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War in Ukraine hasn’t derailed British summer holiday boom, says Tui

T

he outbreak of war in Ukraine has not dulled Brits’ appetite for travel, the world’s biggest travel agent said today, with bookings now running ahead of pre-pandemic levels.

German holiday giant Tui today predicted a return to profit “after two years of turbulence” thanks to soaring bookings in markets like the UK.

11 million trips and excursions were booked through Tui in the six months to the end of March, including 5 million bookings in the second half of the period.

“The UK market in particular remains the most advanced booked, with bookings up 11% versus Summer 2019,” the company said.

“Bookings across our key markets UK, Germany and Benelux have been largely unaffected by the war in Ukraine, with only the Nordics and Poland subdued.”

Higher prices — prompted by rising fuel costs and inflation — are yet to clip demand.

Tui said it was “confident Summer 2022 will be close to Summer 2019 levels” across its business in the clearest sign yet that the travel industry is getting back on its feet.

The German company is one of the world’s largest tourism businesses, operating airlines, hotels, cruises and travel agencies.

Victoria Scholar, head of investment at Interactive Investor, said: “Today’s update indicates that bookings are moving in a positive trajectory and holidaymakers are yet to be dissuaded by the 20% jump in peak season average selling prices versus 2019.”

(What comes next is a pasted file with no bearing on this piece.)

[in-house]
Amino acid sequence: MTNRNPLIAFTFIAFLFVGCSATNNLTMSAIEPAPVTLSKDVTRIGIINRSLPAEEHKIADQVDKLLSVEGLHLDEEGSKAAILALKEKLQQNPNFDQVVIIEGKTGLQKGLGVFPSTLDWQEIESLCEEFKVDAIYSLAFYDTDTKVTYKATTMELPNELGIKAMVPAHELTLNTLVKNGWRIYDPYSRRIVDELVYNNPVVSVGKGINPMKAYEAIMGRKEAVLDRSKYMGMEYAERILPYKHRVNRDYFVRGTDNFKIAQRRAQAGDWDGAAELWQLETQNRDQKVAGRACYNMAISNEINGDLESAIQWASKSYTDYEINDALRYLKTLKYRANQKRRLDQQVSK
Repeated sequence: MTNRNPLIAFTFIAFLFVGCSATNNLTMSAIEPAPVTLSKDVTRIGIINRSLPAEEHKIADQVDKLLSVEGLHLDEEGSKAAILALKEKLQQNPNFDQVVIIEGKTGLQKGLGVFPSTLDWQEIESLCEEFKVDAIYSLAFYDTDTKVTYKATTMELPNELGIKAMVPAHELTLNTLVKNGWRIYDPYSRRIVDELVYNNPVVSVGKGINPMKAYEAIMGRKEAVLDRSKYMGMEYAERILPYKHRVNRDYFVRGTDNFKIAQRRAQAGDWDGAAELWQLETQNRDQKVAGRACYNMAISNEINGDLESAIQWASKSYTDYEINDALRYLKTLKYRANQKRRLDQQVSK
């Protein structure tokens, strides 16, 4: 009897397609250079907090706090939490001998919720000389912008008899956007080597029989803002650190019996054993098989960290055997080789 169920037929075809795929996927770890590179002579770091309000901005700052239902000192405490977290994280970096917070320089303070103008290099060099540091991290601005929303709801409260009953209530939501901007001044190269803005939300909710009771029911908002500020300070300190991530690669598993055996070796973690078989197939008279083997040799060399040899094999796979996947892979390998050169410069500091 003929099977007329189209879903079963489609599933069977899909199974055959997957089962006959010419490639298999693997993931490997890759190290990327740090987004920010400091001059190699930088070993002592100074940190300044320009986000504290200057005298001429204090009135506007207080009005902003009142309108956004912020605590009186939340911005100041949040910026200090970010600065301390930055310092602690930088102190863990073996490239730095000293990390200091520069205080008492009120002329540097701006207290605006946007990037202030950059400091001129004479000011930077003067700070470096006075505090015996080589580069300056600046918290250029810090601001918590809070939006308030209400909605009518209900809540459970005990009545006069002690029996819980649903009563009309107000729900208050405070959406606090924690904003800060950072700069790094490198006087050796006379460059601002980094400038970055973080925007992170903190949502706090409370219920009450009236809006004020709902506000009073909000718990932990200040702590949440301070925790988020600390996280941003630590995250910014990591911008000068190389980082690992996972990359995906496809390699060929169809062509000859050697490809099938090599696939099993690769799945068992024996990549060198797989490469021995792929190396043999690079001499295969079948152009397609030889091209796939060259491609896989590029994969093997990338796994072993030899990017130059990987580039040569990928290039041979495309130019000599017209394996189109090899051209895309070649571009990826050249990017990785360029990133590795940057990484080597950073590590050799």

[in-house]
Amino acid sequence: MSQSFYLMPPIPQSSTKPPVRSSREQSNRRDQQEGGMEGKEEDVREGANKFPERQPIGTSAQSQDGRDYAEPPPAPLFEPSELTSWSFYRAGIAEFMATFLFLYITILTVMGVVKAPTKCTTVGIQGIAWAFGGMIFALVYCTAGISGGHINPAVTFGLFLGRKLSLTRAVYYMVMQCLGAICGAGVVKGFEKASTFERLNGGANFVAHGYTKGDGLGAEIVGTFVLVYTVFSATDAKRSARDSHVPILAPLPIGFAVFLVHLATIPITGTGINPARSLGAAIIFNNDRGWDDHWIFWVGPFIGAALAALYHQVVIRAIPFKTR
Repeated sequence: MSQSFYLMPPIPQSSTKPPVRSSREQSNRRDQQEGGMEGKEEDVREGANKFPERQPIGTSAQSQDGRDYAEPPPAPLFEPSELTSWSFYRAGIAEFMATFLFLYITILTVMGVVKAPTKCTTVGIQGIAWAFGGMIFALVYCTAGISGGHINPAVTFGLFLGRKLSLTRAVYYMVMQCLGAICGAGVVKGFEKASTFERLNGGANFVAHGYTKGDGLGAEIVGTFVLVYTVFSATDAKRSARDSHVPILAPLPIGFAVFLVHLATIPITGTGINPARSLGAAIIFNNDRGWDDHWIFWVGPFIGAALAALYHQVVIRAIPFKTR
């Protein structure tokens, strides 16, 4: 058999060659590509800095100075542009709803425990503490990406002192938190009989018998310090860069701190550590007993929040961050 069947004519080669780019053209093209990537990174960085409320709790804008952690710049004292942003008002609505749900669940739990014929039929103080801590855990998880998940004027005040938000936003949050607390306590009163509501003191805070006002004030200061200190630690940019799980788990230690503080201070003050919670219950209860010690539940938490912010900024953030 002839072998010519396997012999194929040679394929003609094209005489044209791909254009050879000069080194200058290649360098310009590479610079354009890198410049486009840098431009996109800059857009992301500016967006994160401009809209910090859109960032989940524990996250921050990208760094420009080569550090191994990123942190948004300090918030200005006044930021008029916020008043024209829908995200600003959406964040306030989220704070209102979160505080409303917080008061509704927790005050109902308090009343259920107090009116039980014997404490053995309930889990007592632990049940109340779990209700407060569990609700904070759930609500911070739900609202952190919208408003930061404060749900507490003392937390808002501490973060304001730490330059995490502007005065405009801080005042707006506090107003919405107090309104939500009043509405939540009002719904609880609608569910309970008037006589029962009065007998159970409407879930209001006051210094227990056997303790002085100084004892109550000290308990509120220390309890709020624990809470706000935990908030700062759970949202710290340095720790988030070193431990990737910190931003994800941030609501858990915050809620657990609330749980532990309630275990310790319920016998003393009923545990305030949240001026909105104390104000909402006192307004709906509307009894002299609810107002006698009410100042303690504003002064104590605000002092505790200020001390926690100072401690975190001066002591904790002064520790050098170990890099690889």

Wizz Air and Ryanair both recently reported booming demand for flights and on Tuesday Heathrow raised its forecasts for total passengers set to pass through its terminals this year.

While Tui is on the road to recovery, it is still loss making for now. The company lost €329.9 million in the six months to March 31, though that was almost half the loss it made in the same period a year earlier. Tui said it “generated a significantly positive operating cash flow” in the final three months of the period.

Like most tourism businesses, Tui was battered by pandemic shutdowns which forced it to slash costs and seek a bailout from the German government.

The company said a €400 million cost-cutting plan launched in May 2020 was on track to be completed next year.

Tui said it would “emerge stronger, leaner, more digitalised and more agile, and ready to exploit market recovery and growth opportunities.”

Shares rose 5.18p to 222.28p.

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